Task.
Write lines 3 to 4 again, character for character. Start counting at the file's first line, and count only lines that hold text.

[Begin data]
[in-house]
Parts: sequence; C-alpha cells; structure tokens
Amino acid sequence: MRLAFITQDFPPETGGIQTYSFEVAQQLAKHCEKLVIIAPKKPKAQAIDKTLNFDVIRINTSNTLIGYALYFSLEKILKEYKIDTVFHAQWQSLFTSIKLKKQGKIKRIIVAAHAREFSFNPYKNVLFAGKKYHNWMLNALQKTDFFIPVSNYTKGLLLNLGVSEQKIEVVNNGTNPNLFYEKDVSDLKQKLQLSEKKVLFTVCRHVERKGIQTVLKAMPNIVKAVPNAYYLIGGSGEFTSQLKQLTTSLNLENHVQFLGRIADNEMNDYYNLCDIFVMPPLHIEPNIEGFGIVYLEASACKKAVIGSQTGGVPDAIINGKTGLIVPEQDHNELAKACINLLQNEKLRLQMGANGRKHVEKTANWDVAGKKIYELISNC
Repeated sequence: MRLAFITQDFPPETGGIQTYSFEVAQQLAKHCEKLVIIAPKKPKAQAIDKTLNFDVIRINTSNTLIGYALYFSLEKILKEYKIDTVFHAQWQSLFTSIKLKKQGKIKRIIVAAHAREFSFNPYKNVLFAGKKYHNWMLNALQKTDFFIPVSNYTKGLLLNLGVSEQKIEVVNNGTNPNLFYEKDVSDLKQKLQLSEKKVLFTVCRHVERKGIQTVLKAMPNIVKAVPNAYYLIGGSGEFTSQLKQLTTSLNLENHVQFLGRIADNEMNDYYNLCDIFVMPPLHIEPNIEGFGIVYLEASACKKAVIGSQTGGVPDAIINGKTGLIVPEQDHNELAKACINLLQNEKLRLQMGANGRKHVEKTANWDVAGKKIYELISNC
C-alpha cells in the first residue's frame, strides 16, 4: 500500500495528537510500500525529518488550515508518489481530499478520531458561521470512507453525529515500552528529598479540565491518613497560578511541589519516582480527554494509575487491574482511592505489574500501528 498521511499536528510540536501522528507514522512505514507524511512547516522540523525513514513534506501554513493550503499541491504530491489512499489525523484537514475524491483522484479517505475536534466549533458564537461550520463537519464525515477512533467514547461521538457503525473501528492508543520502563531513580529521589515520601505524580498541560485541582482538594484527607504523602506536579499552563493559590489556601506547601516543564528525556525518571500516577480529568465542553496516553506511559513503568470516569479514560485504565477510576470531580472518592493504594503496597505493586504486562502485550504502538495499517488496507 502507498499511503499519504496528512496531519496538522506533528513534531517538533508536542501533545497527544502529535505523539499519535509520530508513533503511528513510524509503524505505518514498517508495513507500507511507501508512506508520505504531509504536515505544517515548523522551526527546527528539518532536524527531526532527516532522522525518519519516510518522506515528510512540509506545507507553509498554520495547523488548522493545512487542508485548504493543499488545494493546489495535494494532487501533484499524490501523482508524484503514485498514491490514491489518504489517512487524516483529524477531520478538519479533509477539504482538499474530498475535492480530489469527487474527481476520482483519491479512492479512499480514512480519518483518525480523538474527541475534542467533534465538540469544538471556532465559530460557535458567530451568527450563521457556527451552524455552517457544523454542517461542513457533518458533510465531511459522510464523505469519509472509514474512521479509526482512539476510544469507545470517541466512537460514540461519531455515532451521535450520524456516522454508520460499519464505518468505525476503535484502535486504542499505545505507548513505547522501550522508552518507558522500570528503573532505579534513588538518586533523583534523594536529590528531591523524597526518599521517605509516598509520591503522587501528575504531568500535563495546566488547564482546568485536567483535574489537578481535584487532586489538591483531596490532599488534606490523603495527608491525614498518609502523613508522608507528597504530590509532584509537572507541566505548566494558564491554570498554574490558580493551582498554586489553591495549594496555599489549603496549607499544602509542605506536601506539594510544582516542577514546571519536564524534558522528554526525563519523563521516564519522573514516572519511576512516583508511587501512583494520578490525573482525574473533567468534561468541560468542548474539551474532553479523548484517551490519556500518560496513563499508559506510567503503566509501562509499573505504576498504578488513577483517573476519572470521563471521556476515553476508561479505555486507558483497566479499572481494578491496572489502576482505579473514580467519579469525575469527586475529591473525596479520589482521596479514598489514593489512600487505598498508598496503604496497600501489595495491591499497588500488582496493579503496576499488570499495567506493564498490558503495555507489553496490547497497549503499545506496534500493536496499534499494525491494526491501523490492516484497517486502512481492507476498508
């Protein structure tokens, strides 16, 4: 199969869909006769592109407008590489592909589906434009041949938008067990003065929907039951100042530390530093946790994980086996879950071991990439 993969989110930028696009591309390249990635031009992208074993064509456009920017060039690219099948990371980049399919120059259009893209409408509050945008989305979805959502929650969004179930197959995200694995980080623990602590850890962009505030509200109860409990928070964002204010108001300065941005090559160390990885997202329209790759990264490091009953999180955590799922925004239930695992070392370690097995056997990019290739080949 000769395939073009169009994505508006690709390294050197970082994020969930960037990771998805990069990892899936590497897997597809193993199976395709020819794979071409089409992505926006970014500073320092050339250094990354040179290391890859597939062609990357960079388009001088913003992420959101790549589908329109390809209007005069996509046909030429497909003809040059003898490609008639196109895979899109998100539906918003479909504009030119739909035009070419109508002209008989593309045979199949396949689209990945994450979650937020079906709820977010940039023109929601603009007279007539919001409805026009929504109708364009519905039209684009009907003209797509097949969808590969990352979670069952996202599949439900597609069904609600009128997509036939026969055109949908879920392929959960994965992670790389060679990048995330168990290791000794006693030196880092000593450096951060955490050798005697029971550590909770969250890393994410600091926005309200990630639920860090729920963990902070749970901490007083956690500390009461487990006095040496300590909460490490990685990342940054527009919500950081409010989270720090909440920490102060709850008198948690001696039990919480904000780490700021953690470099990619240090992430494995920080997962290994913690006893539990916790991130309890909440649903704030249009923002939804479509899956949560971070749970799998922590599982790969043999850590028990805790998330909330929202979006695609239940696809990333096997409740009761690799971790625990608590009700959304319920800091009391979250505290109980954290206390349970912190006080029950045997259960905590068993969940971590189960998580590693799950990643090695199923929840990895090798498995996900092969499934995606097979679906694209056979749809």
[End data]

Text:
Amino acid sequence: MRLAFITQDFPPETGGIQTYSFEVAQQLAKHCEKLVIIAPKKPKAQAIDKTLNFDVIRINTSNTLIGYALYFSLEKILKEYKIDTVFHAQWQSLFTSIKLKKQGKIKRIIVAAHAREFSFNPYKNVLFAGKKYHNWMLNALQKTDFFIPVSNYTKGLLLNLGVSEQKIEVVNNGTNPNLFYEKDVSDLKQKLQLSEKKVLFTVCRHVERKGIQTVLKAMPNIVKAVPNAYYLIGGSGEFTSQLKQLTTSLNLENHVQFLGRIADNEMNDYYNLCDIFVMPPLHIEPNIEGFGIVYLEASACKKAVIGSQTGGVPDAIINGKTGLIVPEQDHNELAKACINLLQNEKLRLQMGANGRKHVEKTANWDVAGKKIYELISNC
Repeated sequence: MRLAFITQDFPPETGGIQTYSFEVAQQLAKHCEKLVIIAPKKPKAQAIDKTLNFDVIRINTSNTLIGYALYFSLEKILKEYKIDTVFHAQWQSLFTSIKLKKQGKIKRIIVAAHAREFSFNPYKNVLFAGKKYHNWMLNALQKTDFFIPVSNYTKGLLLNLGVSEQKIEVVNNGTNPNLFYEKDVSDLKQKLQLSEKKVLFTVCRHVERKGIQTVLKAMPNIVKAVPNAYYLIGGSGEFTSQLKQLTTSLNLENHVQFLGRIADNEMNDYYNLCDIFVMPPLHIEPNIEGFGIVYLEASACKKAVIGSQTGGVPDAIINGKTGLIVPEQDHNELAKACINLLQNEKLRLQMGANGRKHVEKTANWDVAGKKIYELISNC